Editor’s note: A version of this column first appeared in March 2013.
In some previous columns, I discussed Medicare Part A and Part B in some detail. Generally speaking, most people sign up for both as soon as they qualify, whether at age 65 or at the end of the 24-month waiting period after receiving disability benefits.
Usually beneficiaries who do not sign up for Medicare Part B when they first becomes eligible can be required to pay a 10 percent penalty on Part B premiums for each 12-month period they have failed to sign up. They would then have to sign up during the next General Enrollment Period (January 1 – March 31) and their coverage would not begin until July.
There is, however, a time when it is critical for a person who qualifies for Medicare to decline to take Part B: If you are covered by an employer’s or union’s health insurance as a result of your or your spouse’s current employment, you may want to refuse Part B coverage until that employment ends.
This employment must be current. COBRA and retiree coverage do not count as current employer coverage.
If you are turning 65 and are covered by employer insurance as described above, you should contact whoever administers this health insurance plan to confirm how it works with Medicare. Rules for Medicare coordination for organizations employing 20 or more employees are different than for those with less than 20 employees.
Usually if you have employer coverage, you will gain few if any benefits by taking Part B, will incur the expense of the Part B premium ($109 or $134 per month for most beneficiaries in 2017), and could find yourself unable to purchase a Medicare Supplement when this coverage ends.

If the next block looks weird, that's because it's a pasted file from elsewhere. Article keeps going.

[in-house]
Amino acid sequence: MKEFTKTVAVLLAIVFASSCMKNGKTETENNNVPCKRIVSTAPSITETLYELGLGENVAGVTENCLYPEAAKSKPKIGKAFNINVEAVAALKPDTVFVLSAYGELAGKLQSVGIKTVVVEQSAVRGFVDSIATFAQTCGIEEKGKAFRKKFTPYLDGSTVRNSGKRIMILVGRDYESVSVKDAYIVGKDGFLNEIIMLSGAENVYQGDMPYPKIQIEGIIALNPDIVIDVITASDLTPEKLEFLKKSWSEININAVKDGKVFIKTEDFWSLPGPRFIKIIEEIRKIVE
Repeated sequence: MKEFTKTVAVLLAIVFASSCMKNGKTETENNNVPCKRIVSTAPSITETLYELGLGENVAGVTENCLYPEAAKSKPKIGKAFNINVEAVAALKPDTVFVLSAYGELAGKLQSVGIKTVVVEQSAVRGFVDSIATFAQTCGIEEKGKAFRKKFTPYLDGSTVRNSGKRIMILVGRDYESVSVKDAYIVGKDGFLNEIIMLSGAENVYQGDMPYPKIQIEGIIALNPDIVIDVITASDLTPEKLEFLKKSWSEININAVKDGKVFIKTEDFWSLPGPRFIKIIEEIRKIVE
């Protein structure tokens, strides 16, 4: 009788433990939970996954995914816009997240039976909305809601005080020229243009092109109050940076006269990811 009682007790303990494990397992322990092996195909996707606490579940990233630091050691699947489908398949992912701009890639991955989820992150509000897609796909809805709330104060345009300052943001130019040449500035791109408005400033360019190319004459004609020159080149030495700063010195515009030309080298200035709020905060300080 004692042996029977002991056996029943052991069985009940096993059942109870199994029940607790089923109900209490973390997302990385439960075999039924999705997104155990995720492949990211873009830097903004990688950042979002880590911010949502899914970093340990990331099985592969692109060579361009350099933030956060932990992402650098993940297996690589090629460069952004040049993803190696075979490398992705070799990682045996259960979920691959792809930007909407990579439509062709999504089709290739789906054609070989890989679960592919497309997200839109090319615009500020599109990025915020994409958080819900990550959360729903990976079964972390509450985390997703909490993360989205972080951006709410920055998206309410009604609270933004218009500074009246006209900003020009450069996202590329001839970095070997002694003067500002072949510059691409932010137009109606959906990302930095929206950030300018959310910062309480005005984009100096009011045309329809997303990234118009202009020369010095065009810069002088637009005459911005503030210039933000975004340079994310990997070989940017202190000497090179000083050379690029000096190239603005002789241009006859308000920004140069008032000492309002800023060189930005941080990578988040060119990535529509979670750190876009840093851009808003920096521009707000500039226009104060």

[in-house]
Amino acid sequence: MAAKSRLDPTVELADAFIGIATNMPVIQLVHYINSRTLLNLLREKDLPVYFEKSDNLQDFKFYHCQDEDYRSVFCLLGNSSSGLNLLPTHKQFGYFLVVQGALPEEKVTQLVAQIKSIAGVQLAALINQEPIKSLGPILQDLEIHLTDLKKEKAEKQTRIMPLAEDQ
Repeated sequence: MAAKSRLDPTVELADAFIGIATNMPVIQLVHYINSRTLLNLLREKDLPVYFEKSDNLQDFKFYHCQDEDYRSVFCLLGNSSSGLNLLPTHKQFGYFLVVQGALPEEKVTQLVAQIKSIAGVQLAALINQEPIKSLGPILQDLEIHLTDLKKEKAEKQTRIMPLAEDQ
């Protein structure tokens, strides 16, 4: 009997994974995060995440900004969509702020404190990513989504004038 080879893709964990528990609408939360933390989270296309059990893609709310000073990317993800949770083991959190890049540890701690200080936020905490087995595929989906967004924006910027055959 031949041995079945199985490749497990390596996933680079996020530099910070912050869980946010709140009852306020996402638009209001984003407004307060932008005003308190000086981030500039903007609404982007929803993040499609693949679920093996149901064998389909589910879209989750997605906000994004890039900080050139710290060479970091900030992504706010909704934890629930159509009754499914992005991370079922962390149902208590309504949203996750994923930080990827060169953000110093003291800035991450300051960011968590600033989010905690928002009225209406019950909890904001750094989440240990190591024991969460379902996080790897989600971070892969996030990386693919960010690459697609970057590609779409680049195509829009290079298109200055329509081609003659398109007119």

You have eight months to sign up for Part B without penalty after losing this coverage. The same conditions apply if you are covered as a result of a working spouse. The key word is working.
The Medicare Part B and Medicare Supplement Connection
Medicare Parts A and B do not cover all health care expenses in full. Many people purchase a Medicare supplement or Medigap policy to cover the costs of most or all Medicare approved health care that is not paid completely by Medicare.
Beneficiaries have a one-time only six-month Open Enrollment Period to buy a Medicare Supplement policy.
This period starts the first month that they are at least 65 and have Part B. During this time, insurance companies cannot refuse to sell them a policy or charge them more because of bad health.
After this six-month period ends, they may be charged more or may not be able to purchase a policy at all because of health issues.
This once only guaranteed issue opportunity is the reason that beneficiaries who are 65 and are covered by an employer’s health insurance should not accept Part B until they lose employer coverage. The Open Enrollment Period will then start at acceptance of Part B.
New beneficiaries under age 65 and receiving Medicare as a result of a disability will find the Medicare Supplement market much less friendly than those who are 65 or older when they first qualify for Medicare.
In Virginia insurance companies are not generally required to grant them an Open Enrollment Period. There is only one insurance company that will sell a Medicare Supplement policy to a new under 65 disabled person.
This policy is a Plan A, which does not cover some very costly coinsurance and deductibles, such as the hospital deductible ($1,316 per benefit period) and days 21 through 100 at a skilled nursing facility ($164.50 per day). It costs over $10,000 per year in premiums.
Anyone needing help in deciding whether or not to refuse Part B or having questions regarding any aspect of Medicare can receive personalized assistance from the New River Valley Agency on Aging at 980-7720.
The Virginia Insurance Counseling and Assistance Program (VICAP) at the Agency can help beneficiaries find answers to their specific Medicare questions.
Deena Flinchum is a retired IT professional who has lived in the New River Valley since 2002. She serves on the board of the NRV Agency on Aging and as an RSVP volunteer. She also serves the Agency on Aging as an insurance counselor.